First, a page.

Gospel of John Scripture and the Liturgy

Building the Temple of God: 5th Sunday of Easter A

Since the beginning of time, human beings have sought to construct buildings that would bridge the gap between the temporal and eternal, earthly and heavenly planes of existence.  These temples have taken widely differing forms in many cultures.  One of the greatest was the Jerusalem temple begun by Herod the Great (73–4 BC), an architectural marvel of the ancient world while it stood (finished in AD 66, razed in AD 70). 

The authors of the New Testament texts in this Sunday’s Readings were well familiar with Herod’s great temple, yet they were convinced that God had begun the construction new and greater dwelling place for himself in their own time, consisting not of gathered stones, but of a gathering (ekklesia) of human beings, first of whom was Jesus the Christ.  Thus, our Readings are filled with images of the building of the Church, the new sanctuary that would replace the old and continue to serve as God’s habitation on earth till the end of time.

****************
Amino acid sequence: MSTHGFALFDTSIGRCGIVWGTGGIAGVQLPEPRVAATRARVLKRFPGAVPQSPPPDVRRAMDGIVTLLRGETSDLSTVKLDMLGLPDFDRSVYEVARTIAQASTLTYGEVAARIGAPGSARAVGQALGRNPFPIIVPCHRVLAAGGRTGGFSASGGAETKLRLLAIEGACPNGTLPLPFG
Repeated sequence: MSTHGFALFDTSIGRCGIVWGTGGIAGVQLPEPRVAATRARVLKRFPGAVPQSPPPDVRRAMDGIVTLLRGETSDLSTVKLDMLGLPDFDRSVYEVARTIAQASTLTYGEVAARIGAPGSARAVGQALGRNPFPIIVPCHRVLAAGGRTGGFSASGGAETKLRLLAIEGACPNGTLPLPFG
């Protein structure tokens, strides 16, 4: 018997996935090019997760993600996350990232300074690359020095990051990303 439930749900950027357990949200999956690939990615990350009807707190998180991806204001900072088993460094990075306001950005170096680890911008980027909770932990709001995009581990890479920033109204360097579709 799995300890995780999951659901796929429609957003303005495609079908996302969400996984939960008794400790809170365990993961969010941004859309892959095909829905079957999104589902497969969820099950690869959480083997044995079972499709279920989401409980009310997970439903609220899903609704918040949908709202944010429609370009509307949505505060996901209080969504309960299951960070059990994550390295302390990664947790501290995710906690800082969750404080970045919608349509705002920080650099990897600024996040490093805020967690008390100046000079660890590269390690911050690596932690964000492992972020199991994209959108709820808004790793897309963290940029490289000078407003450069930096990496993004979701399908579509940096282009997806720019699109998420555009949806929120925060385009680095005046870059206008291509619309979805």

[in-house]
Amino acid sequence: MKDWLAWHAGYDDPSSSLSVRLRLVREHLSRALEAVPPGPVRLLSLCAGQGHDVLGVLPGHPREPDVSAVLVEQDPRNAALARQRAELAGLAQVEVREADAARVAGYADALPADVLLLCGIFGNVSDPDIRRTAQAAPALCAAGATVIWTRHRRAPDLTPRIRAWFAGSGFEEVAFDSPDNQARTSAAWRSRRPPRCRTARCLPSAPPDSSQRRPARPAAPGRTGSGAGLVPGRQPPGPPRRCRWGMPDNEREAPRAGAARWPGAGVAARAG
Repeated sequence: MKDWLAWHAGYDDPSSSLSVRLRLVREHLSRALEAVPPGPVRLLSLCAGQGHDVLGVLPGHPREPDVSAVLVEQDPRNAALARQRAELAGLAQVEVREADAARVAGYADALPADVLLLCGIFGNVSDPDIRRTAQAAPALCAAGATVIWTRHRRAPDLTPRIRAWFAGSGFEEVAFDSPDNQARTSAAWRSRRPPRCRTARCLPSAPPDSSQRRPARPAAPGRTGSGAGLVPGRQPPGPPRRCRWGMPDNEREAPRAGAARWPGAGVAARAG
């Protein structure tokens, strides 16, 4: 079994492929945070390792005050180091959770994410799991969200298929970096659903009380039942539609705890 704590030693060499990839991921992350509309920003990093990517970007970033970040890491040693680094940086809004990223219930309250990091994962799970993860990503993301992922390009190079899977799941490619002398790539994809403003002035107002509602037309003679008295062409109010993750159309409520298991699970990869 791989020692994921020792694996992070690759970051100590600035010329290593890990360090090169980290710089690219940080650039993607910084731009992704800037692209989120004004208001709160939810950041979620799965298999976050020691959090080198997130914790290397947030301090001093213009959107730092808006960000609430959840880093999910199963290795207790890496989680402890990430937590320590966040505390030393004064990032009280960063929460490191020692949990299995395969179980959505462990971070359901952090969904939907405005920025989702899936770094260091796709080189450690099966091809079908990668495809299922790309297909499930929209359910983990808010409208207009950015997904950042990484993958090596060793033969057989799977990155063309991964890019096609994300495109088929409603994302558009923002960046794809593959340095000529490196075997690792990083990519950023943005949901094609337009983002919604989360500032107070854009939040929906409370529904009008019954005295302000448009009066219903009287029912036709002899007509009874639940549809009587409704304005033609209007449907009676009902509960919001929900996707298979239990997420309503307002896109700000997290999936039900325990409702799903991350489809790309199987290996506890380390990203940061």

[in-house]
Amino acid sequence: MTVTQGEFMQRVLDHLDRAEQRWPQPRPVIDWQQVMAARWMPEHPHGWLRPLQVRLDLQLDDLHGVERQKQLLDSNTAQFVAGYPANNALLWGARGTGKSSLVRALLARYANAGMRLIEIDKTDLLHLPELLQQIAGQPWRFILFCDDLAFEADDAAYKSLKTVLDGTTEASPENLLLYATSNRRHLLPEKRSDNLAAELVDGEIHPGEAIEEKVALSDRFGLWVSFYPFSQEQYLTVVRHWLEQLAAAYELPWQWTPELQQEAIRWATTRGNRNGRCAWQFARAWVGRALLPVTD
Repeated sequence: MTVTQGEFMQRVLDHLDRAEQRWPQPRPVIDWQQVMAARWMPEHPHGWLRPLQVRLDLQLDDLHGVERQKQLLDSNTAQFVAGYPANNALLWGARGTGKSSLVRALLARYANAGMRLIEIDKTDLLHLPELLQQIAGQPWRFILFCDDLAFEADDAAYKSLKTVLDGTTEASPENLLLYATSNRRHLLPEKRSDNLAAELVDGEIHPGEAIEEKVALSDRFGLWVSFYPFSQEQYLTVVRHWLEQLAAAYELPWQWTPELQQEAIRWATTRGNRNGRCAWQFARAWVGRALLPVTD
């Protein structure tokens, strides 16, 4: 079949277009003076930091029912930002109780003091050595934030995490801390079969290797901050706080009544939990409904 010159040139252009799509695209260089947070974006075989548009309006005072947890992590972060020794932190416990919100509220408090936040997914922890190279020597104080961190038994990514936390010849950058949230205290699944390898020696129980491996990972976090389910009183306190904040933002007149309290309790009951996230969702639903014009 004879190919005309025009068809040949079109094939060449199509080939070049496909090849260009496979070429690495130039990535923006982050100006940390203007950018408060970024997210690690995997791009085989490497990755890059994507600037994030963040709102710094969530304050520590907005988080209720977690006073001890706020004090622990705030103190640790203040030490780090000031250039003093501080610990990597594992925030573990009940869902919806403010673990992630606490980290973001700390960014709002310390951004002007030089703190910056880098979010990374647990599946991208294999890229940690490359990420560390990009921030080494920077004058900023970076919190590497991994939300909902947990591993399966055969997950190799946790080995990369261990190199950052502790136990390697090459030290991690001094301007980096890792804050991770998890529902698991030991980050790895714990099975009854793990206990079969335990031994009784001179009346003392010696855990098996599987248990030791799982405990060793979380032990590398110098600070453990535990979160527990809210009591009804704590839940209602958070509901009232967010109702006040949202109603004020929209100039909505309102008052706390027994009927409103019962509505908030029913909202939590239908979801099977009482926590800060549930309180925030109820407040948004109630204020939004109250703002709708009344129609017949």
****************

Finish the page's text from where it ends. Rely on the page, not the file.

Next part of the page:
1.  Our First Reading is Acts 6:1-7:

As the number of disciples continued to grow,
the Hellenists complained against the Hebrews
because their widows
were being neglected in the daily distribution.
So the Twelve called together the community of the disciples and said,
“It is not right for us to neglect the word of God to serve at table.
Brothers, select from among you seven reputable men,
filled with the Spirit and wisdom,
whom we shall appoint to this task,
whereas we shall devote ourselves to prayer
and to the ministry of the word.”
The proposal was acceptable to the whole community,
so they chose Stephen, a man filled with faith and the Holy Spirit,
also Philip, Prochorus, Nicanor, Timon, Parmenas,
and Nicholas of Antioch, a convert to Judaism.
They presented these men to the apostles
who prayed and laid hands on them.
The word of God continued to spread,
and the number of the disciples in Jerusalem increased greatly;